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NAIDnotes

Bookmark and ShareThursday November 29, 2012

Misreading the signals: Observations of the paperless office

By Bob Johnson, NAID CEO

Recently, an article about the paperless office has been floating around Twitter and Facebook at bit.ly/XZE88B. Naturally, this type of article gets a lot of attention in our industry for obvious reasons. While as much as 35 percent of NAID members now generate revenue from electronic data destruction, paper shredding remains the primary business for more than 85 percent of all members.

The article above contains what could be a very disturbing graph to those in our industry who do not understand it. It shows a dramatic downturn in the consumption of paper in the U.S. over the last five years. The problem is not that the graph is inaccurate; it is that the graph is measuring the wrong thing or, better said, too many things.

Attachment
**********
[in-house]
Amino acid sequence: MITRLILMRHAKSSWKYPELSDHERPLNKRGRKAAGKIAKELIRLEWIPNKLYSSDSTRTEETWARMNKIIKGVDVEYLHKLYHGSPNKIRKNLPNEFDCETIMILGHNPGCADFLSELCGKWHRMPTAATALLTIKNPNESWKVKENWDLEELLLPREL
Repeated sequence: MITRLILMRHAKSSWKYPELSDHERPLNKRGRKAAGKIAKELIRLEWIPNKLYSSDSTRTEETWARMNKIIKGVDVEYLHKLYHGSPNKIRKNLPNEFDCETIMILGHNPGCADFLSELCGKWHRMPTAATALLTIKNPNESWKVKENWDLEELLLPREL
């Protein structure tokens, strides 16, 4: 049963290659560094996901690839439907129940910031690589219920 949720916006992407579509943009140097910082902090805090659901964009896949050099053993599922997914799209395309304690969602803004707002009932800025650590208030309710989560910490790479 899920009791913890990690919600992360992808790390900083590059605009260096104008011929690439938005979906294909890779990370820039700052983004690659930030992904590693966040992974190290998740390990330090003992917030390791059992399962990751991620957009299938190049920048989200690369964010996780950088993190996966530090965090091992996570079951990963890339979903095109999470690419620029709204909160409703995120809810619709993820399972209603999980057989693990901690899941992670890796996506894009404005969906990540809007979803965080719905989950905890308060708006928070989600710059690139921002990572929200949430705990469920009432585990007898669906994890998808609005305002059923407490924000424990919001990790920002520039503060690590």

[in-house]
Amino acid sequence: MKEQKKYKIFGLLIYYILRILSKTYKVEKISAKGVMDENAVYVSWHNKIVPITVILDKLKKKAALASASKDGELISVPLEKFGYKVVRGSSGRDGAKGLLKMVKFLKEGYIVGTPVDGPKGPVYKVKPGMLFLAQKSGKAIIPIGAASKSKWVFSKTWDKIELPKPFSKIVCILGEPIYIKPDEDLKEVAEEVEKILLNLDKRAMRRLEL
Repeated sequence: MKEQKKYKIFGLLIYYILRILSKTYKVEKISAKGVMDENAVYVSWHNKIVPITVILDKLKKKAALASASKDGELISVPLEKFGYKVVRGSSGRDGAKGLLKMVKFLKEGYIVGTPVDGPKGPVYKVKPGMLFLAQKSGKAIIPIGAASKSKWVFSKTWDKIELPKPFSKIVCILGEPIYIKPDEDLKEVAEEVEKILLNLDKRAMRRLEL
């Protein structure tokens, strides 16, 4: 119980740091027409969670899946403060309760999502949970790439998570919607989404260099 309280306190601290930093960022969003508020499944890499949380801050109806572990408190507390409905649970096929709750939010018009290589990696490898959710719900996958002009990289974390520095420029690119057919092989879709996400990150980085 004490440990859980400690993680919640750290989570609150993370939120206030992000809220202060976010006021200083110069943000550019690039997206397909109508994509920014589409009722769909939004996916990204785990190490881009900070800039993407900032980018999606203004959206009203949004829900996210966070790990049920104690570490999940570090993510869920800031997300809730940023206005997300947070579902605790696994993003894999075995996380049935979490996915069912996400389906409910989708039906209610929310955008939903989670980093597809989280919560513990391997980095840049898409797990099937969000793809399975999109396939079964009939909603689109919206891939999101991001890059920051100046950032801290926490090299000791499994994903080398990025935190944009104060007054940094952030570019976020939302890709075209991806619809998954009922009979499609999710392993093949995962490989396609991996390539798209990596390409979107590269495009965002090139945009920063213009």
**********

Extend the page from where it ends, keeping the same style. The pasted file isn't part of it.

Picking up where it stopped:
The graph shows consumption of all paper everywhere when all our industry needs to consider is business communications paper. In fact, at its height, business communications paper only represented 9 percent of all paper consumption in the U.S. (a little over 9 million tons a year). The graph shows a decrease from approximately 100 million tons per year. That’s because the author is including cardboard, newspaper, printing paper, tissue, paper towels, and about a dozen other minor uses of pulp and paper products.

Cardboard consumption, the production of which is used as a key economic indicator, hit a wall when the global economic downturn hit. And, do I really have to explain what has happened to newspapers over the last decade? The decrease in consumption of these uses of paper has been vastly more significant to the overall consumption of paper, than any decrease in the consumption of business communications paper.

Now, there is no denying that the consumption of business communications paper – that stuff we shred – is declining somewhat. That decline is most dramatic in Fortune 1000s and a limited number of sectors. And, the decrease is likely to affect those who store paper records more than it will affect those who shred paper records. 

That being said, there is no inevitable “cliff” (fiscal or otherwise) toward which we are all marching. There are decades of opportunity left to those who prepare themselves. I’ll defend that proposition in next Tuesday’s NAIDnotes so come back here to read more. Have a great weekend.

 

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